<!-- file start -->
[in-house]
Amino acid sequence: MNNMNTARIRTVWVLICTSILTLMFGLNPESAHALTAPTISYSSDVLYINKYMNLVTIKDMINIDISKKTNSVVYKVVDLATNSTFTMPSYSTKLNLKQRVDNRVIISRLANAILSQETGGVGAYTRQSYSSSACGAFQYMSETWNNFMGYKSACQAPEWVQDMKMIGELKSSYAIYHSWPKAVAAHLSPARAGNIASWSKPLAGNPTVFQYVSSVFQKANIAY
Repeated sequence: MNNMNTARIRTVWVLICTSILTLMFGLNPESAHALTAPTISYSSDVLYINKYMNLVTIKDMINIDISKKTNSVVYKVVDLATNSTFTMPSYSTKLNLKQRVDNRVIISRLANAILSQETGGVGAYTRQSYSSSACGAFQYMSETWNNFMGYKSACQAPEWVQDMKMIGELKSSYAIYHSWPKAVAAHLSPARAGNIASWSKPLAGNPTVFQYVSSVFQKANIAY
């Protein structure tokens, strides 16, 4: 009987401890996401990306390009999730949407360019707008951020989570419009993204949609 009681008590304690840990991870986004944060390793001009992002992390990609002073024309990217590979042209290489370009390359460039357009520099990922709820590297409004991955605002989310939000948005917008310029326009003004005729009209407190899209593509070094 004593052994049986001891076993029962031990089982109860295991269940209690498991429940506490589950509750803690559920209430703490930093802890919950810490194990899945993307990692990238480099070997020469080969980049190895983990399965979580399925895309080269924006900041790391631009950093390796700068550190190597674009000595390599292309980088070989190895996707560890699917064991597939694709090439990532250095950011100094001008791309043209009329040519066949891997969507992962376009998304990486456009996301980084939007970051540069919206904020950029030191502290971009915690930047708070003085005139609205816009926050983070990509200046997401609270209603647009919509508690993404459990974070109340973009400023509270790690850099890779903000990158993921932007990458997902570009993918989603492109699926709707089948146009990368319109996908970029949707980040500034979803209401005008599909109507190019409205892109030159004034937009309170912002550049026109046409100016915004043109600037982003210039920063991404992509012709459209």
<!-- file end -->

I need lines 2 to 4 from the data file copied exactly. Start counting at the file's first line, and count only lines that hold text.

Amino acid sequence: MNNMNTARIRTVWVLICTSILTLMFGLNPESAHALTAPTISYSSDVLYINKYMNLVTIKDMINIDISKKTNSVVYKVVDLATNSTFTMPSYSTKLNLKQRVDNRVIISRLANAILSQETGGVGAYTRQSYSSSACGAFQYMSETWNNFMGYKSACQAPEWVQDMKMIGELKSSYAIYHSWPKAVAAHLSPARAGNIASWSKPLAGNPTVFQYVSSVFQKANIAY
Repeated sequence: MNNMNTARIRTVWVLICTSILTLMFGLNPESAHALTAPTISYSSDVLYINKYMNLVTIKDMINIDISKKTNSVVYKVVDLATNSTFTMPSYSTKLNLKQRVDNRVIISRLANAILSQETGGVGAYTRQSYSSSACGAFQYMSETWNNFMGYKSACQAPEWVQDMKMIGELKSSYAIYHSWPKAVAAHLSPARAGNIASWSKPLAGNPTVFQYVSSVFQKANIAY
């Protein structure tokens, strides 16, 4: 009987401890996401990306390009999730949407360019707008951020989570419009993204949609 009681008590304690840990991870986004944060390793001009992002992390990609002073024309990217590979042209290489370009390359460039357009520099990922709820590297409004991955605002989310939000948005917008310029326009003004005729009209407190899209593509070094 004593052994049986001891076993029962031990089982109860295991269940209690498991429940506490589950509750803690559920209430703490930093802890919950810490194990899945993307990692990238480099070997020469080969980049190895983990399965979580399925895309080269924006900041790391631009950093390796700068550190190597674009000595390599292309980088070989190895996707560890699917064991597939694709090439990532250095950011100094001008791309043209009329040519066949891997969507992962376009998304990486456009996301980084939007970051540069919206904020950029030191502290971009915690930047708070003085005139609205816009926050983070990509200046997401609270209603647009919509508690993404459990974070109340973009400023509270790690850099890779903000990158993921932007990458997902570009993918989603492109699926709707089948146009990368319109996908970029949707980040500034979803209401005008599909109507190019409205892109030159004034937009309170912002550049026109046409100016915004043109600037982003210039920063991404992509012709459209």